The Main Thing (4min Read)

One of my favorite pieces of information I’ve garnered from working with mentors is:  “the main thing is to keep the main thing the main thing.”

If we take this outlook and aim it toward health and fitness goals (specifically, your health and fitness goals), what we realize is working on too many goals is a recipe for quitting.

…not failing.  Quitting.

When You’re First Starting

You probably reached a point in your life where you decided that enough was enough.  You decided that you wanted to take ownership of your health and fitness and operatively do something about it.

That’s great!

You probably also found that you got fed up with several things and decided to work on all of these things at once..

This is not great.

If this is you, what you might not have realized is this is potentially self-sabotage.

New Habits

When you’re diving into new habits, what your first thought is [usually] turns out to be “all or nothing.”  If you’re in the all or nothing camp and you miss a day… it’s not “all” anymore.  It becomes “nothing.”

So, in spite of the fact that you’ve done a really great job at instilling a new habit, simply because you missed a single day in what might otherwise be a great streak, you’re prone to quit.

Multiply this by three or four or five different new habits at once.  The miss rate multiplies and your quit rate multiplies even more!

Leverage A Better Way

Ask yourself these questions:

  1. “Do all of my goals share a common thread?”
  2. Or, “is there one goal that stands above the rest in importance?”

Focus on the most important thread or the most important goal – this is your “main thing.”

When creating a new habit, you want to build momentum.  You want to have so many “votes” for the person you want to become that if/when you miss, it’s not a huge deal.  Not only that, but you are beginning to teach yourself that success is the sum of these habits and not a single “event.”

More than that, you are able to focus on one thing and not five things.  How much easier is it to focus on a single thing than five?

All Or Nothing Or…

If you are the product of what you do most of the time, it stands to reason that you don’t have to be 100% on point 100% of the time.  I’m a fan of 80/20 or 90/10.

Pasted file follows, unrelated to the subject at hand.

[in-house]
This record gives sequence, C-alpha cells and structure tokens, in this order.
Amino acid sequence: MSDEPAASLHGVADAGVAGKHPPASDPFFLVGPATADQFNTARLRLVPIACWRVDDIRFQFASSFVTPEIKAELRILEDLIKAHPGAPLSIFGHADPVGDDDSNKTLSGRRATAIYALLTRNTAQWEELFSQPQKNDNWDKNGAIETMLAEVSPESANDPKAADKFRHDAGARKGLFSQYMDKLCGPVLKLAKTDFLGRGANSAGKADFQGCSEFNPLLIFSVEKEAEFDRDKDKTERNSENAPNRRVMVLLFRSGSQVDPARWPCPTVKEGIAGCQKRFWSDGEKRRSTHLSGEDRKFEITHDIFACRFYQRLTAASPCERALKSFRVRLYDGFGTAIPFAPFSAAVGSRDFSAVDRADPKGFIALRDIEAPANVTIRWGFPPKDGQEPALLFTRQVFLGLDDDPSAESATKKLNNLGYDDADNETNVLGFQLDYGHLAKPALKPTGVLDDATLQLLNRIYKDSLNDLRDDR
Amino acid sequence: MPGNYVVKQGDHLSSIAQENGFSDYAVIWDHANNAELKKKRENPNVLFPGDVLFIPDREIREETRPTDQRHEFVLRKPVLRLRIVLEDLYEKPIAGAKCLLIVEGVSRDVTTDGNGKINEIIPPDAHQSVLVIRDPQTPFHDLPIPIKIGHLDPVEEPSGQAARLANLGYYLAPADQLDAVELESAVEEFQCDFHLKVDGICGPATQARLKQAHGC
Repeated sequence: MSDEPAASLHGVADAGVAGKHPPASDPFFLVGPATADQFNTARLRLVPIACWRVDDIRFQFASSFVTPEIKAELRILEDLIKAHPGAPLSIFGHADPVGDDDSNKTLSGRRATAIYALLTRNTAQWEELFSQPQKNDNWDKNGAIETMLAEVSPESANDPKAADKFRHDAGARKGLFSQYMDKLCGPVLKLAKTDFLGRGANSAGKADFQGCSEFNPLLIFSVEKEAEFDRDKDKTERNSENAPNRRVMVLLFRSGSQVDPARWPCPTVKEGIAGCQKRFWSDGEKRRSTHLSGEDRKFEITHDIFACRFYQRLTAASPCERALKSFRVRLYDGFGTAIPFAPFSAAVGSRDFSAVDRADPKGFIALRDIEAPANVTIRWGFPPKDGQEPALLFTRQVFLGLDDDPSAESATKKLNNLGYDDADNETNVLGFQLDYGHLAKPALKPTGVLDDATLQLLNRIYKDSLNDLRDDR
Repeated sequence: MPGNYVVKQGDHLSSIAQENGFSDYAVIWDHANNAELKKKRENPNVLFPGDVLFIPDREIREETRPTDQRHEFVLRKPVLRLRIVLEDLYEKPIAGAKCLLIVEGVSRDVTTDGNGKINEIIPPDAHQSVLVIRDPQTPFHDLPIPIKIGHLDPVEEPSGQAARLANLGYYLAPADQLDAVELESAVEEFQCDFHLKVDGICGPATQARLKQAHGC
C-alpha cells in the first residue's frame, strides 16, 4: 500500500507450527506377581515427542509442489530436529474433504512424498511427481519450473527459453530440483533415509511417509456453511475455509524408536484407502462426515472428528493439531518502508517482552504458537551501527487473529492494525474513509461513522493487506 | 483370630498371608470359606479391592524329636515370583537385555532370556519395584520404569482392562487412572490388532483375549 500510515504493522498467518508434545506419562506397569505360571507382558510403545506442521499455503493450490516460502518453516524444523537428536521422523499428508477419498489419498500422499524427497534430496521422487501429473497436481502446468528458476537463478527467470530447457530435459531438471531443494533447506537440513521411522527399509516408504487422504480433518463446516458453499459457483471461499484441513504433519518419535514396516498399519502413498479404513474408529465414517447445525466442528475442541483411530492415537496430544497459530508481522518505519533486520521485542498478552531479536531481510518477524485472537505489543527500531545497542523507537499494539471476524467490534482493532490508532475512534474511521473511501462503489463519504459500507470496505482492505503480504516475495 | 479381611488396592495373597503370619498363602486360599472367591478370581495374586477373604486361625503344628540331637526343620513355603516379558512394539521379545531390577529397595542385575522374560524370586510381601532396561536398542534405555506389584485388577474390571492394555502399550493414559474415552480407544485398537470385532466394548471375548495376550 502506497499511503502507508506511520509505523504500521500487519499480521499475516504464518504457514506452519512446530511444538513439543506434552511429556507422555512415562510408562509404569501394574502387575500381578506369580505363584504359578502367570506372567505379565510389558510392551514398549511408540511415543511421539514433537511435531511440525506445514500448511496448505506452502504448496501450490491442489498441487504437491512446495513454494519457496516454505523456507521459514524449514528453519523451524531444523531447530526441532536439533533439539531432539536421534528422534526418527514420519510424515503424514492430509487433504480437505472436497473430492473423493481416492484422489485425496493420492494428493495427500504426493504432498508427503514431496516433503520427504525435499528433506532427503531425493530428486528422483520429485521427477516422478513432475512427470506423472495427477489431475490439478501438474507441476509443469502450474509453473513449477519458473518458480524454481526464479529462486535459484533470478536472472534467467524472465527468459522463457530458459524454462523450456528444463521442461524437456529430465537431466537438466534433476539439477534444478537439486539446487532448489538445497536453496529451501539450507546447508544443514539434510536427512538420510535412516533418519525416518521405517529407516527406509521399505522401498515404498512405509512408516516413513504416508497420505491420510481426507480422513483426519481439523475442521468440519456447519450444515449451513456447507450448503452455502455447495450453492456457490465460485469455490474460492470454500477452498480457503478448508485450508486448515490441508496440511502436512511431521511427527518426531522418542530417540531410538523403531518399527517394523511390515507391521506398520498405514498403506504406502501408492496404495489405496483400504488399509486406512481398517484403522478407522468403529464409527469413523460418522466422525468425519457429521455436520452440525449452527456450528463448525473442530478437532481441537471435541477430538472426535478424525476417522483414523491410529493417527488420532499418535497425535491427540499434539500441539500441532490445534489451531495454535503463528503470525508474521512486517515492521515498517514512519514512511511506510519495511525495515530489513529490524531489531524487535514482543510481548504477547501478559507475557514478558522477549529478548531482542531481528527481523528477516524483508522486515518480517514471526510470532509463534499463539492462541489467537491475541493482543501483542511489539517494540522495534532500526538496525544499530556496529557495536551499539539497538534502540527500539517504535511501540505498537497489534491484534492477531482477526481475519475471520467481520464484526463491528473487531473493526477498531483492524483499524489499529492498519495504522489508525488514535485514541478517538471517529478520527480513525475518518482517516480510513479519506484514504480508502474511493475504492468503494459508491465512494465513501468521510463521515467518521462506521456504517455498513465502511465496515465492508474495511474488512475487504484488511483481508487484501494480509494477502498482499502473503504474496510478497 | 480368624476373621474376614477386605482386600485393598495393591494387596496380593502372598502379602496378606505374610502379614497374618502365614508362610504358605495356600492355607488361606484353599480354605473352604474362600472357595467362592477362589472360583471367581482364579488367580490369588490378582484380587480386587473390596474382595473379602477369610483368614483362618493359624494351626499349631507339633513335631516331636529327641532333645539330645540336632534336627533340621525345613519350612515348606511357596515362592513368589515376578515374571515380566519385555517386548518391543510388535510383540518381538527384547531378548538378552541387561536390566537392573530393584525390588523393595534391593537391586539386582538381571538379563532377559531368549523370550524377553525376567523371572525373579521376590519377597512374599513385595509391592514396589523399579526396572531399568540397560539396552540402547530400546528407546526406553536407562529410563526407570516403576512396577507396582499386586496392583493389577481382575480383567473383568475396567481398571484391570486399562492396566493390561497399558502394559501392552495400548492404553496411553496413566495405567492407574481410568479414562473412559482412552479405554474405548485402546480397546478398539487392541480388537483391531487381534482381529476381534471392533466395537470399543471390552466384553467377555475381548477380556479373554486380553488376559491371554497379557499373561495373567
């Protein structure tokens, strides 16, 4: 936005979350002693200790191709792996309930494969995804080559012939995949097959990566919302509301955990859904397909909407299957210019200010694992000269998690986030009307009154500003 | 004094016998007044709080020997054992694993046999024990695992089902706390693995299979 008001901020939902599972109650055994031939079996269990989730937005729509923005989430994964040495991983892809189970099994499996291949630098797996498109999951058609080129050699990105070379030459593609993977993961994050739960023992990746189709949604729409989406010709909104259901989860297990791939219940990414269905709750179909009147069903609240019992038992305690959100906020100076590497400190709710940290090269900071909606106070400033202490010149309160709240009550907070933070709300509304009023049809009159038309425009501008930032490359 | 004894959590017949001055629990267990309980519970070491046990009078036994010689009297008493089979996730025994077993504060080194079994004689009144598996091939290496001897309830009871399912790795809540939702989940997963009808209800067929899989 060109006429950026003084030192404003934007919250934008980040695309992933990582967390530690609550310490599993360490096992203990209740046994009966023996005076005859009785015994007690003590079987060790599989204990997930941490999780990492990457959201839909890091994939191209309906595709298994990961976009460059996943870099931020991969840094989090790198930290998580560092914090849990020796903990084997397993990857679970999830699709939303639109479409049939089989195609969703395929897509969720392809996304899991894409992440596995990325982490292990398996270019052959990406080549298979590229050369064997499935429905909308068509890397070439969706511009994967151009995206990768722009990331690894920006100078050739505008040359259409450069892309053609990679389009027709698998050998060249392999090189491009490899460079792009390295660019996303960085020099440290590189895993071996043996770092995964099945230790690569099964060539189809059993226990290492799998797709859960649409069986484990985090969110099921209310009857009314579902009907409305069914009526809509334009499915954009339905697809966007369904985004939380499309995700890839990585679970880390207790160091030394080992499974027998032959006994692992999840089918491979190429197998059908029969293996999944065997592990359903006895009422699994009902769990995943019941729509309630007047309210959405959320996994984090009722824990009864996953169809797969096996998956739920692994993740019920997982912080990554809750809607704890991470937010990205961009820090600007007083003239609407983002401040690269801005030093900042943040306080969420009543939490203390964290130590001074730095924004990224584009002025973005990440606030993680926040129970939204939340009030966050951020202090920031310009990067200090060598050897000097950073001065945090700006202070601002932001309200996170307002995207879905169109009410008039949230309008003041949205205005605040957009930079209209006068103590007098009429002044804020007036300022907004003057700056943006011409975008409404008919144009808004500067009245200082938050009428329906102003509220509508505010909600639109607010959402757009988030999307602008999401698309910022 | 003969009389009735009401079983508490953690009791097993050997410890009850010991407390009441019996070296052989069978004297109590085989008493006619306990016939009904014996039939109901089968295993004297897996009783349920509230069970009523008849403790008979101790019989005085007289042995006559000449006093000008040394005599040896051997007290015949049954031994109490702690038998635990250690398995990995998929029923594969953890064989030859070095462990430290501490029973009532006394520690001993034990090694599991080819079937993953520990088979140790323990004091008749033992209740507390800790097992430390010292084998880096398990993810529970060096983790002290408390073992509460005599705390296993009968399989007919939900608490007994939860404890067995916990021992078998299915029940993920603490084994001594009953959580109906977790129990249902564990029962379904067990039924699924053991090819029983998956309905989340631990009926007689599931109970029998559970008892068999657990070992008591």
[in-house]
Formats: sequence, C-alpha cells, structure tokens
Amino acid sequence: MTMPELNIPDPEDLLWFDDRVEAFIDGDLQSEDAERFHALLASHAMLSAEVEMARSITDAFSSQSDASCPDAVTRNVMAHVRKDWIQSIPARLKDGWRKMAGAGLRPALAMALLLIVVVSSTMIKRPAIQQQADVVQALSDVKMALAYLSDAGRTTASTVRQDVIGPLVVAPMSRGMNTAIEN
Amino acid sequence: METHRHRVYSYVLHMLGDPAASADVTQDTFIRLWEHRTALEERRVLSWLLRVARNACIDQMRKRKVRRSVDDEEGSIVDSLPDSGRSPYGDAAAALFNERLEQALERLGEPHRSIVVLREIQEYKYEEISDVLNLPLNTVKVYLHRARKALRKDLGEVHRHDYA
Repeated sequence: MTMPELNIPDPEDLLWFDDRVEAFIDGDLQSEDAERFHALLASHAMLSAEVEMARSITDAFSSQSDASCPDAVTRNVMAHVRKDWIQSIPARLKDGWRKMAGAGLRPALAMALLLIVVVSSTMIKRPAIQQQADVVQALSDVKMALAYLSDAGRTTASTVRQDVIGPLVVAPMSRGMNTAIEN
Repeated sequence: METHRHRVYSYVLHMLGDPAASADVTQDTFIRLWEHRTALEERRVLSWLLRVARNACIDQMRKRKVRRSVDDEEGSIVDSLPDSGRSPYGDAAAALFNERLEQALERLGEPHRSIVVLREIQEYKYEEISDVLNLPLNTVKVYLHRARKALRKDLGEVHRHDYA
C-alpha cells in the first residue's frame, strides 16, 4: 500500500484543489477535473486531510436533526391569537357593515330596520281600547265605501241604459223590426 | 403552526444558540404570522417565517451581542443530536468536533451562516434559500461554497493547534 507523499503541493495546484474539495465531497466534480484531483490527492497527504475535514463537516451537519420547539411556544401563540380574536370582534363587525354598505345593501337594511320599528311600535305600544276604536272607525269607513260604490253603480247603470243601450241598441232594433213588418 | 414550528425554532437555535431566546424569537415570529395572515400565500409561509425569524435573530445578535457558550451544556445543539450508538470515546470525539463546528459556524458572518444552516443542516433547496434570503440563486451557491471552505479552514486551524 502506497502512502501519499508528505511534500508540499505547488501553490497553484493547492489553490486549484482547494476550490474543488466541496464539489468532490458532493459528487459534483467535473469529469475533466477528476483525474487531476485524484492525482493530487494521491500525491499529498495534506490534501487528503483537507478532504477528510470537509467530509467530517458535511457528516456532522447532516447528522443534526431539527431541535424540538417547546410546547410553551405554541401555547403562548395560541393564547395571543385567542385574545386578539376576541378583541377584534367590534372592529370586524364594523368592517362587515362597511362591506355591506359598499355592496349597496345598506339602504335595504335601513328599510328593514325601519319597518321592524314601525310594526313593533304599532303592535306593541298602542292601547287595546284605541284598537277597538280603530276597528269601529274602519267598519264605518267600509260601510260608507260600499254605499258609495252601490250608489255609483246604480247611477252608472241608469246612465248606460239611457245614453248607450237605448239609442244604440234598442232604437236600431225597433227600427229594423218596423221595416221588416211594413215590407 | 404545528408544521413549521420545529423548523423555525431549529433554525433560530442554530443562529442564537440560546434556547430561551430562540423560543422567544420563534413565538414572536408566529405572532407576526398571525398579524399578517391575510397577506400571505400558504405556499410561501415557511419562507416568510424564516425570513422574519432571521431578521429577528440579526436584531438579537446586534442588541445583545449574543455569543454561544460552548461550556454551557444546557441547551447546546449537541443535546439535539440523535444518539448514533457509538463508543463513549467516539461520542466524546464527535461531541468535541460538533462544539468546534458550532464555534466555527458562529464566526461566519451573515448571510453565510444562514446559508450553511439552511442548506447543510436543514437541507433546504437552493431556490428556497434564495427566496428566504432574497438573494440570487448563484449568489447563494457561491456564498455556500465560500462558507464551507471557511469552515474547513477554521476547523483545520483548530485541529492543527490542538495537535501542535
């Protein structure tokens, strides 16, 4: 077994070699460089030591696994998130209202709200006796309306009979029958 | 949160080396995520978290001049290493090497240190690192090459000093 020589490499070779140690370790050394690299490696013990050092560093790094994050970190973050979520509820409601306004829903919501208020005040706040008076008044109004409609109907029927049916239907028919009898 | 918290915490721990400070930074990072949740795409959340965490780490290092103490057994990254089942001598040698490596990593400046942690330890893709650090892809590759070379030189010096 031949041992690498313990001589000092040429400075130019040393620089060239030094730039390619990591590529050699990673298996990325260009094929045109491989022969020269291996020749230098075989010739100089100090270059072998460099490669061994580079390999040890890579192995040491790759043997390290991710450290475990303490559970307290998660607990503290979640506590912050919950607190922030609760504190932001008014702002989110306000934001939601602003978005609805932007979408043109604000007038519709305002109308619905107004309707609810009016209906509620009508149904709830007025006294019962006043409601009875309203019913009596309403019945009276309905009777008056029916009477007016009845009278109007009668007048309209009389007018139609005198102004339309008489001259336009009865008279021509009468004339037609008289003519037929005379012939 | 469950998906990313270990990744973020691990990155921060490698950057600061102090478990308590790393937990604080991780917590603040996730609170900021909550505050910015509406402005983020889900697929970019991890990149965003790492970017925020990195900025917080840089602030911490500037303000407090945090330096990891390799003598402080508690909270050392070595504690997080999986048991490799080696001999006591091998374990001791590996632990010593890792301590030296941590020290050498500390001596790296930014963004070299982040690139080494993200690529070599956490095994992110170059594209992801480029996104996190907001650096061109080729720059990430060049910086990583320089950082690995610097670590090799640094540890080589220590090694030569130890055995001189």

Understand that when you miss, that fits into the plan.  The 80/20 plan, that is.

80% of the time is still most of the time.  Want more?  How about 90% of the time.  Just make sure it’s not “all or nothing.”

What’s Your Main Thing?

Sometimes it is obvious what your main thing is.  If you’re not sure, you need to seek out a health and fitness professional to help you with this:  a CrossFit coach or a Personal Trainer are my first choices.

Reach out to them and have them help you figure out what your main thing is:

  • Your Personal Trainer is someone who has a vested interest in getting you to your goals
  • Your Personal Trainer will help you figure out if there is a common link between your goals or if there is one that stands out above the rest
  • And, your Personal Trainer will help build you a plan to get that one thing!

From there, it boils down to executing on the plan!  Want to chat with some amazing trainers to help you do this?  Click HERE to set up your free consult and we’d be happy to help you figure out your main thing.

If Nothing Else

If you get nothing else from this and want to start taking action today (not tomorrow, not next week, not when things “slow down”), here’s your list:

  1. Write out your health and fitness goals.  Yes, all of them.
  2. Take a few minutes and write out the “why” of all your goals.  Ask yourself, “why is this goal important to me?”  Sometimes writing out your why puts things into context and helps you figure out the weight of each of your goals.
  3. Put your goals in order of how much weight they carry for you.  In other words, how important are each of your goals based on your “why?”
  4. Now that you’ve got an order, focus on your first one.
    • This will help you make your decisions about your habits going forward until you reach your goal
  5. Then, and only then, should you ever worry about executing on any of your other goals.

A quick note based on personal, and professional, experience:  you might find that once you hit your first goal, things change for you.  You might find that after you hit your main goal that the subsequent goals are way easier!  You might also find that after you hit your main goal that the other goals you have are no longer your goals!

So, get up.  Write down your goals and keep “the main thing the main thing.”

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